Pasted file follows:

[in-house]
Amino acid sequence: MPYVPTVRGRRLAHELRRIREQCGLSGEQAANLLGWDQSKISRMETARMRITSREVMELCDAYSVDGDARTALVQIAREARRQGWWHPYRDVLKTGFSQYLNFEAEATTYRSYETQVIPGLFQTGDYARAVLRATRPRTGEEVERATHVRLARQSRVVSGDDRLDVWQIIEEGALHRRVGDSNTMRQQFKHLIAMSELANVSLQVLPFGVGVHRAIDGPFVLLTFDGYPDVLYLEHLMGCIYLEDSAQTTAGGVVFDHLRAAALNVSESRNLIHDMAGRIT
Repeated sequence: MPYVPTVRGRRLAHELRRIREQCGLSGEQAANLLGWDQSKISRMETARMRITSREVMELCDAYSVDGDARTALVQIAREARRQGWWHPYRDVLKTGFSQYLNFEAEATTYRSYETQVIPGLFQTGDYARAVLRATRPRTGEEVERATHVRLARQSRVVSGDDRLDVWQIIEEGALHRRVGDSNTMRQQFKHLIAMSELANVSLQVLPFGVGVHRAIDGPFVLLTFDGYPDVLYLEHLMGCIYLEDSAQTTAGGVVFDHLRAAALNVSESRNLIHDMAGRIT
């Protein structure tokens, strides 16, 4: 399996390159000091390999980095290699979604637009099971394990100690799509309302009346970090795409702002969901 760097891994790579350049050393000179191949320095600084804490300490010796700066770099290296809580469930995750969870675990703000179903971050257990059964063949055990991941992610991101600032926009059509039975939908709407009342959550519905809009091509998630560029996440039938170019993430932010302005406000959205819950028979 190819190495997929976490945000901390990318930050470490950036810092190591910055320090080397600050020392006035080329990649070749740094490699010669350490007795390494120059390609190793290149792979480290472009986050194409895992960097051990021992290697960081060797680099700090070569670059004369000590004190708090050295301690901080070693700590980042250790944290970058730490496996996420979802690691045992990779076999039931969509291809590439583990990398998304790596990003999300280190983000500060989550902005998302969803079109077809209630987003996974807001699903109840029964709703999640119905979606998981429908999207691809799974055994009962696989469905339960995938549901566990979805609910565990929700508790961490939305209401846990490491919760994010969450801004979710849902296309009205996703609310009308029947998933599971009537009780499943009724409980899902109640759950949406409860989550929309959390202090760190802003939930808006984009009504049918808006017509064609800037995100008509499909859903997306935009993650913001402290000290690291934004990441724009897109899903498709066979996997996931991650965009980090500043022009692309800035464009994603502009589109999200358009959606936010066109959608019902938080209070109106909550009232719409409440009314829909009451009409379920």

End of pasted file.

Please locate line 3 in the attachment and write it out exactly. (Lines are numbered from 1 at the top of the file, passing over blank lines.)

Repeated sequence: MPYVPTVRGRRLAHELRRIREQCGLSGEQAANLLGWDQSKISRMETARMRITSREVMELCDAYSVDGDARTALVQIAREARRQGWWHPYRDVLKTGFSQYLNFEAEATTYRSYETQVIPGLFQTGDYARAVLRATRPRTGEEVERATHVRLARQSRVVSGDDRLDVWQIIEEGALHRRVGDSNTMRQQFKHLIAMSELANVSLQVLPFGVGVHRAIDGPFVLLTFDGYPDVLYLEHLMGCIYLEDSAQTTAGGVVFDHLRAAALNVSESRNLIHDMAGRIT